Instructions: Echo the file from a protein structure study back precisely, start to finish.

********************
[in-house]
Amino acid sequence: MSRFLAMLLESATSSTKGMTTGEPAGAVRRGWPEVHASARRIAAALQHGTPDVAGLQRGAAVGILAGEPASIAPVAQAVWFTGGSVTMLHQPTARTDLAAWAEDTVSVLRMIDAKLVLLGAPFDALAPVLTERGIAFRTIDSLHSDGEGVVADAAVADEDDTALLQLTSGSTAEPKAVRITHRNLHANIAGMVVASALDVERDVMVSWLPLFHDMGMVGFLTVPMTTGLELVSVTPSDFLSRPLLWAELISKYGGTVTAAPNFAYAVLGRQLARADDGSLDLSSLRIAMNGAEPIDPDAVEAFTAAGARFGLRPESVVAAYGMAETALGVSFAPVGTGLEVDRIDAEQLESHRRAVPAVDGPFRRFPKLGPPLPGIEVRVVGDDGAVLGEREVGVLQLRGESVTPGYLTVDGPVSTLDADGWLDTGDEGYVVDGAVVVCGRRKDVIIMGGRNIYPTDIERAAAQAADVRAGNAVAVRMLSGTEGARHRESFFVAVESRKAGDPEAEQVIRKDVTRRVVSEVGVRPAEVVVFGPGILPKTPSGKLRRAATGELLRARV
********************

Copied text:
[in-house]
Amino acid sequence: MSRFLAMLLESATSSTKGMTTGEPAGAVRRGWPEVHASARRIAAALQHGTPDVAGLQRGAAVGILAGEPASIAPVAQAVWFTGGSVTMLHQPTARTDLAAWAEDTVSVLRMIDAKLVLLGAPFDALAPVLTERGIAFRTIDSLHSDGEGVVADAAVADEDDTALLQLTSGSTAEPKAVRITHRNLHANIAGMVVASALDVERDVMVSWLPLFHDMGMVGFLTVPMTTGLELVSVTPSDFLSRPLLWAELISKYGGTVTAAPNFAYAVLGRQLARADDGSLDLSSLRIAMNGAEPIDPDAVEAFTAAGARFGLRPESVVAAYGMAETALGVSFAPVGTGLEVDRIDAEQLESHRRAVPAVDGPFRRFPKLGPPLPGIEVRVVGDDGAVLGEREVGVLQLRGESVTPGYLTVDGPVSTLDADGWLDTGDEGYVVDGAVVVCGRRKDVIIMGGRNIYPTDIERAAAQAADVRAGNAVAVRMLSGTEGARHRESFFVAVESRKAGDPEAEQVIRKDVTRRVVSEVGVRPAEVVVFGPGILPKTPSGKLRRAATGELLRARV